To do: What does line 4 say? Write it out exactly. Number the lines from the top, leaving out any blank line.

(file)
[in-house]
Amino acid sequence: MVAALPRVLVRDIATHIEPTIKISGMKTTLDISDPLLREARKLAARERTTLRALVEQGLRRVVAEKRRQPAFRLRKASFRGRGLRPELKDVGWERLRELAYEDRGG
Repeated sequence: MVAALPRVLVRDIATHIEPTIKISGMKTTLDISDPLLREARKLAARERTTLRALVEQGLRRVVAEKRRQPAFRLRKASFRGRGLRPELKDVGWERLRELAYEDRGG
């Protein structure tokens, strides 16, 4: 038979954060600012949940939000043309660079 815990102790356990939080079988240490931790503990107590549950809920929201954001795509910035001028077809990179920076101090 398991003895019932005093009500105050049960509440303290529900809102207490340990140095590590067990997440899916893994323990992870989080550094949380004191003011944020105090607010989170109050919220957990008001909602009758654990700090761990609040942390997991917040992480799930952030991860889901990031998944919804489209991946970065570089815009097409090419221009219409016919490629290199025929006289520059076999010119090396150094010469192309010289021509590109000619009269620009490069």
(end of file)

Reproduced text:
């Protein structure tokens, strides 16, 4: 038979954060600012949940939000043309660079 815990102790356990939080079988240490931790503990107590549950809920929201954001795509910035001028077809990179920076101090 398991003895019932005093009500105050049960509440303290529900809102207490340990140095590590067990997440899916893994323990992870989080550094949380004191003011944020105090607010989170109050919220957990008001909602009758654990700090761990609040942390997991917040992480799930952030991860889901990031998944919804489209991946970065570089815009097409090419221009219409016919490629290199025929006289520059076999010119090396150094010469192309010289021509590109000619009269620009490069």